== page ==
Malcolm Bradbury’s humorous look at Britain’s transition to midcentury modernity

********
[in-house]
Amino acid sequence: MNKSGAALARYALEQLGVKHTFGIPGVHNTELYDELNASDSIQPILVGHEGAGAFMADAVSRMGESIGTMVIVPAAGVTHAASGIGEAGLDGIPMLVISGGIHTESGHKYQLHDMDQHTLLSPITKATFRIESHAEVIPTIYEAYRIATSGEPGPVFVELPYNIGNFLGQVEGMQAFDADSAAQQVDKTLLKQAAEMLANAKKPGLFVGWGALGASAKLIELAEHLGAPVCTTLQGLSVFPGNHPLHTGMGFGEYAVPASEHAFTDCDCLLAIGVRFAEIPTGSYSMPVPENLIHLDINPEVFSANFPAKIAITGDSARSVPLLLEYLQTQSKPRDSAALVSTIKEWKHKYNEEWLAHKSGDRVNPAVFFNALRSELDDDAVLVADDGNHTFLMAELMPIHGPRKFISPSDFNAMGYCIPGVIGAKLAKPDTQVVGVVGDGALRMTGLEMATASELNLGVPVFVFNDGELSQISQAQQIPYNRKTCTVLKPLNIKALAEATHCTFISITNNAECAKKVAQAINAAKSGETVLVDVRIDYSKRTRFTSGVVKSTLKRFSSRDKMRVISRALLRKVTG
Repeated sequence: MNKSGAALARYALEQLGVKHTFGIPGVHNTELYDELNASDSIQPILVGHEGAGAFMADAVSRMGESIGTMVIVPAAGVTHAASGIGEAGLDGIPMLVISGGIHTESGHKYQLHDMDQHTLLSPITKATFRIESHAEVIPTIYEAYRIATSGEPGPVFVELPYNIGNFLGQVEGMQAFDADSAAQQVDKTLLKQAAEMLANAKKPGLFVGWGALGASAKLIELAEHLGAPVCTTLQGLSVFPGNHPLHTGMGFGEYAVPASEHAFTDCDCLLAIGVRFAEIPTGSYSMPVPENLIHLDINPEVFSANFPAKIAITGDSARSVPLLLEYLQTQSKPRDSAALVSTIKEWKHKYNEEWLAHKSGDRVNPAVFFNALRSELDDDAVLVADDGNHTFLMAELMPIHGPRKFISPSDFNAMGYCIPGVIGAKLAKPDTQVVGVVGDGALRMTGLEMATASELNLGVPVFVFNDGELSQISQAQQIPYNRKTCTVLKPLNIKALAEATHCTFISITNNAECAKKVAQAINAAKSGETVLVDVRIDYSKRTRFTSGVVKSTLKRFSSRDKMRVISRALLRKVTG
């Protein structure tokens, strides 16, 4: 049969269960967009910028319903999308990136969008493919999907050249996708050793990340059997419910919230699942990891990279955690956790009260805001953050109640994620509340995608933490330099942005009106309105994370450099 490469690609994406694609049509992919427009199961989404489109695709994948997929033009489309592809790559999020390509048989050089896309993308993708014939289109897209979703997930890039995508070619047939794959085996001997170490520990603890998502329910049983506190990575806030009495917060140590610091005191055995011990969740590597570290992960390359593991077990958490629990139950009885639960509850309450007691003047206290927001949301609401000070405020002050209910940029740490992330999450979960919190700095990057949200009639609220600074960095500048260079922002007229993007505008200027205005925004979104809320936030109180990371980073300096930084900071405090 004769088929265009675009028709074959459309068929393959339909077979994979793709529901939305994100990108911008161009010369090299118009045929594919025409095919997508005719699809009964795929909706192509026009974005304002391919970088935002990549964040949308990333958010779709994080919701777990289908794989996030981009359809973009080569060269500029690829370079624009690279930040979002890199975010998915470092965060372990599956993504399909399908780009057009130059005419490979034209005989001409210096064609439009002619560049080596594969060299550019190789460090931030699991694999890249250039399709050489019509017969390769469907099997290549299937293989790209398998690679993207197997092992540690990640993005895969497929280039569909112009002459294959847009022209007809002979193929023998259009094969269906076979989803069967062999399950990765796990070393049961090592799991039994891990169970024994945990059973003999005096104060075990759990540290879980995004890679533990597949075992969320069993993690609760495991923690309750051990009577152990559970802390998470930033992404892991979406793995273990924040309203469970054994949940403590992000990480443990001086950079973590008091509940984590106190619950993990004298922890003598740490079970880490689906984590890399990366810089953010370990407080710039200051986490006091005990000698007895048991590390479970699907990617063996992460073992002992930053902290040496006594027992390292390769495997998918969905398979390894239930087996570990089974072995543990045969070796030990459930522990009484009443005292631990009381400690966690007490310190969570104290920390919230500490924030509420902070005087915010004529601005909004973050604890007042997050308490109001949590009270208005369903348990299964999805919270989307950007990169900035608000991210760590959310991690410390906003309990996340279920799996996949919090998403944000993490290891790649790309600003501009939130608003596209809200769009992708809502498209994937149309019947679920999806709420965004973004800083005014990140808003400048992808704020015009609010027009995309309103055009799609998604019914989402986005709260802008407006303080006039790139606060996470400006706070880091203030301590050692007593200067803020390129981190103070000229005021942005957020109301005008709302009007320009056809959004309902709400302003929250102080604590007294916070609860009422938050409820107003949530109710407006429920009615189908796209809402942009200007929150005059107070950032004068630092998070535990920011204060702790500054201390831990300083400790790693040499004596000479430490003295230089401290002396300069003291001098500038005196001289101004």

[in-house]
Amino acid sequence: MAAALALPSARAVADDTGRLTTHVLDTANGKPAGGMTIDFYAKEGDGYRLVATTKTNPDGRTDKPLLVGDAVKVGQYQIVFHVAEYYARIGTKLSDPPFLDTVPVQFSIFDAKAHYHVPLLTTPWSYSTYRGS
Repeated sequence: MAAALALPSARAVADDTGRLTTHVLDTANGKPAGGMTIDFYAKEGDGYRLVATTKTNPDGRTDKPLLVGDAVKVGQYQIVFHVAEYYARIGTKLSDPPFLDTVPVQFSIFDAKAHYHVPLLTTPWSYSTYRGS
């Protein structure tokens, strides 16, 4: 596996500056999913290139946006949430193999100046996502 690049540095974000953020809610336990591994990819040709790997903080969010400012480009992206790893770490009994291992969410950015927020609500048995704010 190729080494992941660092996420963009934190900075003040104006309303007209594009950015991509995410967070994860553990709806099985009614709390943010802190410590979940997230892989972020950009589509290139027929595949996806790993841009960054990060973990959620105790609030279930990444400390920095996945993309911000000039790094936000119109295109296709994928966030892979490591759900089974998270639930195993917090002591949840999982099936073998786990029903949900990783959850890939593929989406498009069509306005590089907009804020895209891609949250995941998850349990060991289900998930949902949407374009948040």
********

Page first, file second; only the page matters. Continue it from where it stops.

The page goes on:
After spending a year teaching in an American university in the 1950s, Malcolm Bradbury returned to England only to realize that his native country had become nearly as mystifying to him as the American Midwest. As Britain marched toward a new decade, much of the country was changing inexorably, its agrarian past paved over by suburban developers, its quiet traditionalism replaced by beehive hairdos and shiny, glass-walled office buildings. And so, to confront this curious moment in British history, Bradbury turned to the sharpest tool in his arsenal: humor. In All Dressed Up and Nowhere to Go, he writes of a country balancing precariously on the boundary of two worlds, with the wry wit and keenly observant eye that have made him one of the twentieth century’s greatest satirists.